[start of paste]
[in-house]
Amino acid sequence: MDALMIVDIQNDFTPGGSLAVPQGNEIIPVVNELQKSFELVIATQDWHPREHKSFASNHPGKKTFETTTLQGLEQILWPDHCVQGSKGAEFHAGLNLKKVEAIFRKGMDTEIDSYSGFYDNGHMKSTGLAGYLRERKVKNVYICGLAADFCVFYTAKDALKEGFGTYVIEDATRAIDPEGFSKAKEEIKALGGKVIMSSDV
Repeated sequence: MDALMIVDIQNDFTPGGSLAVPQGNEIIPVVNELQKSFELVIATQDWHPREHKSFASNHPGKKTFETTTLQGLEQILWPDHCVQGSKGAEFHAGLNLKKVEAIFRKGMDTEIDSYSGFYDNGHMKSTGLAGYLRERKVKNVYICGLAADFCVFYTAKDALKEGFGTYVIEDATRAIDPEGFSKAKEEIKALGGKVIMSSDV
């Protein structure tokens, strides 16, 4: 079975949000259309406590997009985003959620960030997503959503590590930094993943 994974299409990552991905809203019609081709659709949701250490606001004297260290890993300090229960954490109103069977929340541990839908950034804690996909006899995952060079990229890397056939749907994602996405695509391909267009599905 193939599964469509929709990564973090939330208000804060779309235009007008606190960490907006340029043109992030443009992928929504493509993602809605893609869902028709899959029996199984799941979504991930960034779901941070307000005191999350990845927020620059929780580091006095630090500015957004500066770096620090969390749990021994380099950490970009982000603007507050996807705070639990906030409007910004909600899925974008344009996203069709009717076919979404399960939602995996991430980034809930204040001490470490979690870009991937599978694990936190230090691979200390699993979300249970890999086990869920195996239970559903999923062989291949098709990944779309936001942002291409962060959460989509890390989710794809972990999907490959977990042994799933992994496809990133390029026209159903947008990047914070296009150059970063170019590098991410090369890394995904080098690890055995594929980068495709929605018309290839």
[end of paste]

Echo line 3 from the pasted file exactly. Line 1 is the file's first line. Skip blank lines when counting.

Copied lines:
Repeated sequence: MDALMIVDIQNDFTPGGSLAVPQGNEIIPVVNELQKSFELVIATQDWHPREHKSFASNHPGKKTFETTTLQGLEQILWPDHCVQGSKGAEFHAGLNLKKVEAIFRKGMDTEIDSYSGFYDNGHMKSTGLAGYLRERKVKNVYICGLAADFCVFYTAKDALKEGFGTYVIEDATRAIDPEGFSKAKEEIKALGGKVIMSSDV